Below is an editorial by Thomas L. Friedman from the New York Times. The article objectively depicts the main reason for Putin's speech. It does not decipher the reasons behind every word of Putin's speech, that was not the intent of the speech in the first place. The article essentially restates in journalistic language (proper language) my comment from a couple of days back.
Foreign policy experts are still trying to parse Vladimir Putin’s weekend blast against America, which he described as a brutish country that “has overstepped its national borders, in every area.” But rather than asking what exactly motivated Mr. Putin to lash out at the U.S. in this way, the question we should be asking is: why do remarks like these play so well in Russia today?
I’ve just returned from Moscow and I can tell you what analysts there told me, what even Russian liberals reminded me of: NATO expansion. We need to stop kidding ourselves. After the end of the cold war and the dissolution of the Warsaw Pact in 1991, the Bush I and Clinton administrations decided to build a new security alliance — an expanded NATO — and told Russia it could not be a member.
And let’s not forget that the Russia we told to stay out in the cold was the Russia of Boris Yeltsin and his liberal reformist colleagues. They warned us at the time that this would undercut them. But the Clinton folks told us: “Don’t worry, Russia is weak; Yeltsin will swallow hard and accept NATO expansion. There will be no cost.”
So, Hungary, Poland and the Czech Republic were invited to join NATO in 1997, and Bulgaria, Estonia, Latvia, Lithuania, Romania, Slovakia and Slovenia followed in 2002. Lately, there has been talk of Ukraine and Georgia also joining.
I believe that one reason Mr. Putin, a former K.G.B. officer and cold warrior, was able to come to power after Mr. Yeltsin was partly due to the negative vibes of NATO expansion. We told Russia: Swallow your pride, it’s a new world. We get to have spheres of influence and you don’t — and ours will go right up to your front door.
But now that high oil and gas prices have made Russia powerful again — the gasman of Europe — Mr. Putin is shoving Russia’s resurgent pride right back in our face. In effect, he is saying to America: “Oh, you talkin’ to me? You thought you could tell me that the cold war was over and that NATO expansion was not directed at Russia — but we couldn’t be members anyway. Did you really think we were going to believe that? Well, now I’m talkin’ to you. Get out of my face.”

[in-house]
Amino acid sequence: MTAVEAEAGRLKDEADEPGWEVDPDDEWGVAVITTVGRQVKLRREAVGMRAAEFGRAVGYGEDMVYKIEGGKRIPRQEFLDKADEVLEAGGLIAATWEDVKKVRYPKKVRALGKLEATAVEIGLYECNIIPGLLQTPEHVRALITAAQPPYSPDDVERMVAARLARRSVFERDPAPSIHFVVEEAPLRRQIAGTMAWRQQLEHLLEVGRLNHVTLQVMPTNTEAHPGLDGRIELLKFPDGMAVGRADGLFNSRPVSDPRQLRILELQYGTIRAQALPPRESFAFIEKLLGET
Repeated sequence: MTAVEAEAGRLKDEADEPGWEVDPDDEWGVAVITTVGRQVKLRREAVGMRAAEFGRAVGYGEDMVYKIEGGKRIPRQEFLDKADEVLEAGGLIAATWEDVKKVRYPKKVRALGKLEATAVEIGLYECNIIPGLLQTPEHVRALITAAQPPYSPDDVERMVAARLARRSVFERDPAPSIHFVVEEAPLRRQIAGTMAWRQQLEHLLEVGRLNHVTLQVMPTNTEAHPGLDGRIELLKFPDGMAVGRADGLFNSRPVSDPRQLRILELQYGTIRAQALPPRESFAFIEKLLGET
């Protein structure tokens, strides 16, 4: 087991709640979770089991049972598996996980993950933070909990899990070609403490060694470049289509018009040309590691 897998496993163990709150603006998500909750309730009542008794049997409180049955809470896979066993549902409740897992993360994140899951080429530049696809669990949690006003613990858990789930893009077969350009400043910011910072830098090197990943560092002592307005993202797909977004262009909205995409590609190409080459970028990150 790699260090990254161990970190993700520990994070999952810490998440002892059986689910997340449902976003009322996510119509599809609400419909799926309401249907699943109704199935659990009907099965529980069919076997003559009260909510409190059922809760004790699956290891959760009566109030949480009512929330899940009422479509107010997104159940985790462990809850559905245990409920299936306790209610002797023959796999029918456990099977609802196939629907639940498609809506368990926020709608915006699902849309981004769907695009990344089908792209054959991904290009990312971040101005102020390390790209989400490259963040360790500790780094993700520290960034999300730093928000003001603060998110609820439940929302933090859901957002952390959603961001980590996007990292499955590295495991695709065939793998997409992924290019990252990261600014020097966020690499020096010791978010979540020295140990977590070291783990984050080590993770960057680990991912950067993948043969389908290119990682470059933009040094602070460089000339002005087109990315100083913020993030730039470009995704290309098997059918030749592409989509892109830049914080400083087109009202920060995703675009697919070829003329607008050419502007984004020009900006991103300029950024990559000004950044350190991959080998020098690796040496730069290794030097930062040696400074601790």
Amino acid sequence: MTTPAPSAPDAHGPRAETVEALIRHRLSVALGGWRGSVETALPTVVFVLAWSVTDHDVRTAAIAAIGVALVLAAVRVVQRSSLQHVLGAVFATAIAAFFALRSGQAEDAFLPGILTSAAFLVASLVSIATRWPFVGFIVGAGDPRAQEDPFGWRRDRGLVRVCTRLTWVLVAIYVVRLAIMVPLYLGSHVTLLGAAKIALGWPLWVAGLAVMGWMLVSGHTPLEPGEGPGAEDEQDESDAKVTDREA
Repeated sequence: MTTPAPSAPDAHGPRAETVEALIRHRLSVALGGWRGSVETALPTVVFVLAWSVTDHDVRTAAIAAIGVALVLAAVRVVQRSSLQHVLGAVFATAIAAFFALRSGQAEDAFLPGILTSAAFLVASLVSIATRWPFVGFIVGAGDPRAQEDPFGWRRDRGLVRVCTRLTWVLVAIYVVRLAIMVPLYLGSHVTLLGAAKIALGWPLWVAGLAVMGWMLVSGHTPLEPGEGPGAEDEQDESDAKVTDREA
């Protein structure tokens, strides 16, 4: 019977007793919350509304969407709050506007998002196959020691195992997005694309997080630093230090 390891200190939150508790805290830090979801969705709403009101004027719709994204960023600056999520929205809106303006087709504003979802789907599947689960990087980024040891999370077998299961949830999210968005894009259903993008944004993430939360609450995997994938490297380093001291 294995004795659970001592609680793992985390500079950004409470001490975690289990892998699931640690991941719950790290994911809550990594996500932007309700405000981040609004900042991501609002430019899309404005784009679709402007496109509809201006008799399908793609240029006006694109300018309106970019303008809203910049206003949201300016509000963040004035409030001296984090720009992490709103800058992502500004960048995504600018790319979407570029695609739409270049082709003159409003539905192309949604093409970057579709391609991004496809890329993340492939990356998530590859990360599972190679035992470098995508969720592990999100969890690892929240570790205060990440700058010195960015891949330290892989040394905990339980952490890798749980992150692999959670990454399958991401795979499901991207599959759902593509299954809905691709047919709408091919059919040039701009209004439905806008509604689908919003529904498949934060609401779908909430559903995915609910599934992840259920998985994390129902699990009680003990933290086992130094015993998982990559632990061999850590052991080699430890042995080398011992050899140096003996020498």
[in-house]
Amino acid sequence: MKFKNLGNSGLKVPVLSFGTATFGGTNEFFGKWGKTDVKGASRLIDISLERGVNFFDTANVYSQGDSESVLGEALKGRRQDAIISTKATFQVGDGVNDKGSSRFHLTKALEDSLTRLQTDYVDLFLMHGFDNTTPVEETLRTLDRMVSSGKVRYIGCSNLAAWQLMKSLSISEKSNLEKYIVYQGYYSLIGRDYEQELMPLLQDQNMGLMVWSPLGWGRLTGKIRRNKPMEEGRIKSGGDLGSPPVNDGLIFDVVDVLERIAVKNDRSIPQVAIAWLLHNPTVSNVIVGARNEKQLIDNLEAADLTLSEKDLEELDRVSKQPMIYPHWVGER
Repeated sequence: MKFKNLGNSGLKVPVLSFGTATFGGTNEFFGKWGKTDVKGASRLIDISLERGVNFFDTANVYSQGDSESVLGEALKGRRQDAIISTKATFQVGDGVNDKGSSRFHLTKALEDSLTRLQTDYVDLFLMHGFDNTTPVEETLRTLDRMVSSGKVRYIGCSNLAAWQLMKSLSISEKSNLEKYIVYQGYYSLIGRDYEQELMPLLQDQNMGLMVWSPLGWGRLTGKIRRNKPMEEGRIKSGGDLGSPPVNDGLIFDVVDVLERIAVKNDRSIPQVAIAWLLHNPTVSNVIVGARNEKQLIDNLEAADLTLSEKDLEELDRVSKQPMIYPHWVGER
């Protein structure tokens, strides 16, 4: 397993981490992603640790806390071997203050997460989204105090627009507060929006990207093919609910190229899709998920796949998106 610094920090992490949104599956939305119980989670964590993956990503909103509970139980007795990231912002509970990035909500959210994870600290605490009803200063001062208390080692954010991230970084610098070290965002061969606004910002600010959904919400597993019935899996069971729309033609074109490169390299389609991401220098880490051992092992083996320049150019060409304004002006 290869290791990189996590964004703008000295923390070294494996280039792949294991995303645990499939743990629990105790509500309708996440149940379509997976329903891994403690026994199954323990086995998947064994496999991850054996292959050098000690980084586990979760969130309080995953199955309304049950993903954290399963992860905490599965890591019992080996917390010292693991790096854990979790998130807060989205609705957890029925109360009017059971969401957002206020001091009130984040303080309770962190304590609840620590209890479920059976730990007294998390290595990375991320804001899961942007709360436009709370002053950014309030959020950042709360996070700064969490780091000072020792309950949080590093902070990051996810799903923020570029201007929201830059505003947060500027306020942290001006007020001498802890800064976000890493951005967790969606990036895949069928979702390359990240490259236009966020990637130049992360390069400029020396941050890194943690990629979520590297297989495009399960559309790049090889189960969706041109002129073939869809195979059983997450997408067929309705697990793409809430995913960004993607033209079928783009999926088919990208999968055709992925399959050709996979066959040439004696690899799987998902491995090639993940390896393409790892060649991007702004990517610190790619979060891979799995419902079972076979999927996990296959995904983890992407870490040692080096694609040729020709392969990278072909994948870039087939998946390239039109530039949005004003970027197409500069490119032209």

Mr. Putin was only slightly more diplomatic in his Munich remarks, where he said: “The process of NATO expansion has nothing to do with modernization of the alliance. We have the right to ask, ‘Against whom is this expansion directed?’ ” We all know the answer: it’s directed against Russia. O.K., fine, we were ready to enrage Russia to expand NATO, but what have we gotten out of it? The Czech Navy?
For those of us who opposed NATO expansion, the point was simple: there is no major geopolitical issue, especially one like Iran, that we can resolve without Russia’s help. So why not behave in a way that maximizes Russia’s willingness to work with us and strengthens its democrats, rather than expanding NATO to countries that can’t help us and are not threatened anymore by Russia, and whose democracies are better secured by joining the European Union?
I got an earful on this from Russians. “NATO expansion was not necessary,” Vladimir Ryzhkov, one of the last liberal Duma members who is ready to openly criticize the Putin government, said to me: “In the current world, Russia is not a military danger for any neighbor. It was the wrong concept. You need another architecture.”
Aleksei Pushkov, who has a foreign policy news show on Russian TV, said: “NATO expansion was a message to Russia that you are on your own. Russians were unhappy. We said: ‘The cold war is over, so what is this? They are moving a military alliance toward Russia’s border.’
“At the time of NATO expansion, I was running around the world saying one thing: ‘Don’t do it, or, if you do, stop with the Baltic states because you are losing Russia,’ ” Mr. Pushkov added. “And the answer I got was fantastic: ‘What can Russia do? What measures can you take?’ I said, ‘We can’t take any measures. You are losing an ally. Because there is a deep tectonic shift in the Russian psyche that says, ‘These guys are about exploiting Russia’s weakness. They don’t want it as an ally, but as a junior partner that will be like a little dog doing whatever they say.’ ”
I’m not here to defend an iron-fisted autocrat like Mr. Putin. But history is prologue. The fact is, we helped to create a mood in Russia hospitable to a conservative cold warrior like Mr. Putin by forcing NATO on a liberal democrat like Mr. Yeltsin. It was a bad decision and one that keeps on giving. Just when we need to be getting Russia’s help, we’re getting its revenge.